The Pennsylvania Human Relations Commission recently proposed statewide regulations asserting that anti-LGBTQ discrimination is a form of sex discrimination, our partners at the Philadelphia Gay News report.
En la Estrella-Capital: Un panel de la Cámara de Representantes de Estados Unidos investiga la desinformación dirigida a las comunidades de color. Y los nuevos textos de Pa. muestran El “papel clave” del representante Scott Perry, R-10th District, al tratar de anular los resultados de las elecciones del 2020.
On our Commentary Page this morning: From Donald Trump to Russia, Hillary Clinton keeps getting it right, opinion regular Dick Polman writes. And spring brings new life, so let’s pass compassionate release for our incarcerated neighbors, the Rev. Sandra Strauss, of the Pennsylvania Council of Churches, writes.
Former Pennsylvania Attorney General Kathleen Kane was jailed as she awaited a hearing on a DUI arrest, the Inquirer reports.
With housing prices rising, Black homeownership in Pittsburgh has declined, the Post-Gazette reports.
Pennsylvanians will have to wait a bit longer for the Post Office to deliver some packages, PennLive reports.
Some of the Republicans running for governor have accused county GOP committees of a ‘shakedown’ for charging them to speak at their events, LancasterOnline reports.
The York Daily Record runs down some of the ‘lingering’ questions about a proposed Satan club in one York County school district.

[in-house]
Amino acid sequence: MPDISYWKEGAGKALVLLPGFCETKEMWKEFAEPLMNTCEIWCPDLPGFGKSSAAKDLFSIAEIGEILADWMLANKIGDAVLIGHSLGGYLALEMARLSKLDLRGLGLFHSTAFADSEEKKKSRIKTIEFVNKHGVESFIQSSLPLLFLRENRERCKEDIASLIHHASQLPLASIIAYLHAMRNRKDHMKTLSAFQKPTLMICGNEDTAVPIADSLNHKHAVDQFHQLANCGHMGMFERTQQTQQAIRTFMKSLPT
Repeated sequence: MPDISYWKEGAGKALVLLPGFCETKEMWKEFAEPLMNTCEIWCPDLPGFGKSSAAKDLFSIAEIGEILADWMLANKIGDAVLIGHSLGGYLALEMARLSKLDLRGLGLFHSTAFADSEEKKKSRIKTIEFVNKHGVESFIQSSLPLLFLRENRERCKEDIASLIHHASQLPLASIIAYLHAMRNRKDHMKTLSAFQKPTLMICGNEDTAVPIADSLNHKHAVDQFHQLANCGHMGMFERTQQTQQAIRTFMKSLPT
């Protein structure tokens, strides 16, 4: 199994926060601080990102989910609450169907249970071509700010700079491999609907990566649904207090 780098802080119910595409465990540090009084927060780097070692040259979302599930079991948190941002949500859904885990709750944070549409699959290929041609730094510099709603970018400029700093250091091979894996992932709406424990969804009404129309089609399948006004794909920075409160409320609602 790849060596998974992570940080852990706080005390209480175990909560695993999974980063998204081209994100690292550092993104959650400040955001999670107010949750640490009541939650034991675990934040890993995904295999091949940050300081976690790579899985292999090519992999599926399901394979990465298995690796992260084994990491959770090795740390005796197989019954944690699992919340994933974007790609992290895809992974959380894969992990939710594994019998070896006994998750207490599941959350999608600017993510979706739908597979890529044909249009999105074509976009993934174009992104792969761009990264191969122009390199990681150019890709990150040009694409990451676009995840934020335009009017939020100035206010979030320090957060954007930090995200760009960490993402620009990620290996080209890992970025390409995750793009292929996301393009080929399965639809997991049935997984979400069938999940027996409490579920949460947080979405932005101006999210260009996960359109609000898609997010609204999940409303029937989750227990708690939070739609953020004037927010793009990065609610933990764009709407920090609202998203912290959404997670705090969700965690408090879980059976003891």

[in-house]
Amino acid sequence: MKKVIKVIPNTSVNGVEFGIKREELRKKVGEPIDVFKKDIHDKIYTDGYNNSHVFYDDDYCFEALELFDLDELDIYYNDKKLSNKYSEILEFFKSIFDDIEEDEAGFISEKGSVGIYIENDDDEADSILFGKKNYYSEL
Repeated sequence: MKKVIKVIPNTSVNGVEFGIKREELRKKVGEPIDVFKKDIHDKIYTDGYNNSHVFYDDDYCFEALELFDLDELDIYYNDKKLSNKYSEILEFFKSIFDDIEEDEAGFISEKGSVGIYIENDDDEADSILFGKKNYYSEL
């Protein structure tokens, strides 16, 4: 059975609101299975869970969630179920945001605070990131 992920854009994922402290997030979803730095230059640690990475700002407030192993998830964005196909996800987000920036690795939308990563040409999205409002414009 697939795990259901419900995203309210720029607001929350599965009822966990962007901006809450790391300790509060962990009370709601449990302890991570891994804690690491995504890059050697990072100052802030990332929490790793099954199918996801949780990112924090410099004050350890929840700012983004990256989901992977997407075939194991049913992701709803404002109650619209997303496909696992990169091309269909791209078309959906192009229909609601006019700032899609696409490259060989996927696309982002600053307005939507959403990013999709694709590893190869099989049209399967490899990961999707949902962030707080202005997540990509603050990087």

Lehigh County District Attorney Jim Martin has settled a defamation case against a local blogger who’d accused him of fixing cases, the Morning Call reports.
A Florida nonprofit is expanding its operations to help diabetic children in northeastern Pennsylvania, the Citizens’ Voice reports.
BillyPenn has photos from Sunday’s Broad Street run in Philadelphia.
Penn State held a ‘Night of Remembrance’ late last week to remember students who have died this year, WPSU-FM reports.
PoliticsPA runs down last week’s winners and losers in state politics.
City & State Pa. has what you need to know about ongoing efforts to reduce the state’s corporate tax rate.
State supreme courts are slowly starting to look like the rest of the country, Stateline.org reports.
Roll Call runs down what you need to watch for in Tuesday’s party primaries in Indiana and Ohio.
Here’s your #Harrisburg Instagram of the Day:
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What Goes On
The House and Senate are both out until after the primary. So, as you might expect, it’s a light docket today.
10 a.m., East Hempfield Twp. Building, Landisville, Pa.: Senate Majority Policy Committee
1 p.m., Cetronia Ambulance Corps HQ, Allentown: House Democratic Policy Committee
What Goes On (Nakedly Political Edition)
5:30 p.m.: Reception for state House candidate Thomas Kutz. Admission runs $150 to $1,000, dependent, as always, on the depth of your enthusiasm.
As of this writing, Gov. Tom Wolf has no public schedule today.
You Say It’s Your Birthday Dept.
Best wishes go out this morning to regular reader Jim Hertzler, of Cumberland County, who celebrates today. Congratulations and enjoy the day.
Here’s an absolute classic from Robyn Hitchcock & the Egyptians that popped up as I was pulling this newsletter together. It’s the wonderful — and not a little weird — ‘Balloon Man’.
Monday’s Gratuitous Baseball Link
Baltimore pulled one out over Boston on Sunday. The Os beat the Sox 9-5 at home at Camden Yards.
And now you’re up to date.